German music industry hit by illegal copying
21 March 2006, BERLIN - The music industry in Germany is continuing to suffer from illegal private copying and downloading, with CD sales falling steadily as illegal copying increases, representatives of the German music industry said Tuesday.
21 March 2006
BERLIN - The music industry in Germany is continuing to suffer from illegal private copying and downloading, with CD sales falling steadily as illegal copying increases, representatives of the German music industry said Tuesday.
"Despite high expectations, 2005 turned out not to be the year in which the turnaround for the music industry took place," said Peter Zombik, managing director of the German branch of the International Federation of the Phonographic Industry (IFPI) and the German Phonographic Industry Association (BPW), at the annual press conference of the German recorded music associations in Berlin.
He said that there are still no signs of growth for the music sector in Germany.
Total turnover for the German recording industry fell in 2005 for the seventh year in a row to 1,746 million euros (2,113 million dollars), down from 1,753 million euros (2,122 million dollars) in 2004. This represents a decrease in sales of almost 45 per cent in comparison with 1998.
The shrinking market has necessitated "massive re-adjustments", Zombik said, adding that over 30 per cent of jobs in the sector have been lost in the last seven or eight years.
Zombik blamed the poor performance of the German recording industry largely on illegal copying of CDs. He said that in 2005 the equivalent of 439 million music CDs were copied illegally in Germany, in comparison to sales of 123.7 million CDs.
The amount of music copied illegally has risen sharply in the last few years from only 58 million CD equivalents in 1999, with a corresponding steady decline in CD sales, which have fallen every year since 1999 when 198 million CDs were sold.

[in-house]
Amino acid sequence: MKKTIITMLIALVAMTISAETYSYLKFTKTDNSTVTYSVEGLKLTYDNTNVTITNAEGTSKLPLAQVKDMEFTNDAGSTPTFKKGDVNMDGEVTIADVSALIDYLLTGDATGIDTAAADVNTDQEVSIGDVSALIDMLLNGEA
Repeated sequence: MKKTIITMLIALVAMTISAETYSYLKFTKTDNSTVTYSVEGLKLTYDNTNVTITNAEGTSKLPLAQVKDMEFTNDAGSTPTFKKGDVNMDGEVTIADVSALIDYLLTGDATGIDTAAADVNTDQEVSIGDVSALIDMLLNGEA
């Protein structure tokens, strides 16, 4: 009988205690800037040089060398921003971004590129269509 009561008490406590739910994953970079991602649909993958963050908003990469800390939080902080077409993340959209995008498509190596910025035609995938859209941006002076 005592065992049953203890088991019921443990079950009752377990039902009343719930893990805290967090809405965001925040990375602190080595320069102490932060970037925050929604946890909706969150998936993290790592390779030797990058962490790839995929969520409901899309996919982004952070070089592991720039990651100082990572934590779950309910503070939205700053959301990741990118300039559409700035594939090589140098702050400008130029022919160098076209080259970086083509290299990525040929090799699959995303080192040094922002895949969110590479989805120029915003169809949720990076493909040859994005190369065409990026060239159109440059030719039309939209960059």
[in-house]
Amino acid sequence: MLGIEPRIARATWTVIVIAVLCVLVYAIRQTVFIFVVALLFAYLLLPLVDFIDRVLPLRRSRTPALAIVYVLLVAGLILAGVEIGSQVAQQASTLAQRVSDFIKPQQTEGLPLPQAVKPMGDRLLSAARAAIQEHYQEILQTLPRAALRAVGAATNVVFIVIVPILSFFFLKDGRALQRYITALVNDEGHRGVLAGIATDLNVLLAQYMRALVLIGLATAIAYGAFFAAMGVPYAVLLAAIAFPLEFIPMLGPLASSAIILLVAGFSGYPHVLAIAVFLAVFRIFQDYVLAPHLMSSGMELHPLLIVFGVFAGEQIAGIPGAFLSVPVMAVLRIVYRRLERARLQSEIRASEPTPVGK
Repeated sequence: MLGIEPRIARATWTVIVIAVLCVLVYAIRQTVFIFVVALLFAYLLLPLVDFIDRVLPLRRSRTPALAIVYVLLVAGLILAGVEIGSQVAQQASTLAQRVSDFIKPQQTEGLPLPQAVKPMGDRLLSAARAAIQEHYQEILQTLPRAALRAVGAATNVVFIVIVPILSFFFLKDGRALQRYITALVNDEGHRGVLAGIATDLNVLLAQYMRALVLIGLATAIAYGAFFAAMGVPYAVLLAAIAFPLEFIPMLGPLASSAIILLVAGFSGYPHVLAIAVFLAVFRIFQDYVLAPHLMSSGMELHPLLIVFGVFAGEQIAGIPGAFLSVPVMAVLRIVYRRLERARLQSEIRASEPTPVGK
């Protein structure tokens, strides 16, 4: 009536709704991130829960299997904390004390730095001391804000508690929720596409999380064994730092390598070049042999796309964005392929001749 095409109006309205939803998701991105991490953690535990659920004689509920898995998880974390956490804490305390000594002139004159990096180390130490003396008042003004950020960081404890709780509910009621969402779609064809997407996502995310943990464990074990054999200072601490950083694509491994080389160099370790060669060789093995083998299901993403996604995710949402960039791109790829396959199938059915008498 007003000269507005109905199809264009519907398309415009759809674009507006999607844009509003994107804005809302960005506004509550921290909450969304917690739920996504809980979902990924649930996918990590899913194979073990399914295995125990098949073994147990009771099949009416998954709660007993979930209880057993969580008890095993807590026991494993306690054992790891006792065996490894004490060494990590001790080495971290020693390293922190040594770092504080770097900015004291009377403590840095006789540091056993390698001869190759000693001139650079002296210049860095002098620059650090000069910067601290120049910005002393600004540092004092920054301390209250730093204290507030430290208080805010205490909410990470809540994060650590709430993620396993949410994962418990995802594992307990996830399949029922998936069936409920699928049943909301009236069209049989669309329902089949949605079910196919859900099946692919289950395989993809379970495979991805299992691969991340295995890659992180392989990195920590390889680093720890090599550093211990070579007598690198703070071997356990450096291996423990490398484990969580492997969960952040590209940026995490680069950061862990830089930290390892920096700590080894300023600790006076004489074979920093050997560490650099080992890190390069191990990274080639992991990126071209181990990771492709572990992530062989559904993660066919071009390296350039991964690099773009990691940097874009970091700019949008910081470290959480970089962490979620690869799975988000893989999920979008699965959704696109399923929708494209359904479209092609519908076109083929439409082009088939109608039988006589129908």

According to industry figures, 21 million people copy music illegally in Germany, from a total population of 82 million.
Zombik said the German recording industry demanded measures to combat illegal copying.
These include restricting private copying to only making backups of CDs that the consumer owns, a ban on software which can copy individual titles broadcast on internet radio stations, and better legal instruments to combat piracy, such as the right to obtain information on illegal downloads from internet service providers (ISPs).
One positive signal was the increase in music titles sold legally on the internet, which increased in 2005 to 16.4 million individual tracks from 6.4 million tracks in 2004.
However this has had an impact on the sales of CD singles, whose sales fell from 21.1 million units in 2004 to 15.4 million units in 2005. Zombik pointed out that the online market is still very small in comparison to traditional channels, only making up around 2 per cent of sales.
Another positive development was the increase in popularity of German artists, whose CDs now comprise 35.3 per cent of total album sales, an increase from 30.3 percent in 2004. In terms of singles, German artists are now more popular than international stars and make up 51.4 per cent of singles sales.
Michael Haentjes, the chairman of the German recorded music associations, described the educational projects that the associations support.
These include "SchoolTour", where educationalists and musicians, including internationally-known artists such as dance producer Mousse T. and rock singer Roachford, go into schools across Germany for a week to do music projects with children.
Pupils write and perform their own songs and produce their own CDs, as well as discussing the political significance of music and learning DJing and remixing techniques.
Haentjes explained that the recording industry hoped such projects could help ensure long-term sustainability for the industry.
He also stressed how music for society can help "bind" society together, including helping integration of children from ethnic minorities. Many of the schools where the "SchoolTour" projects take place are relatively deprived and have a high percentages of children of immigrants.
Haentjes said that musicians from ethnic minorities have helped to revitalise the German music industry, mentioning pop singer Xavier Naidoo and rapper Bushido as two examples of popular German artists who are second-generation immigrants.
"Pop music has always been the art form of the underprivileged," he said.
"But this hasn't been the case in Germany in the post-war period, he said. "Now that we have this mixture of artists from different ethnic minorities creating music, it makes German pop music more authentic and richer."
Subject: German news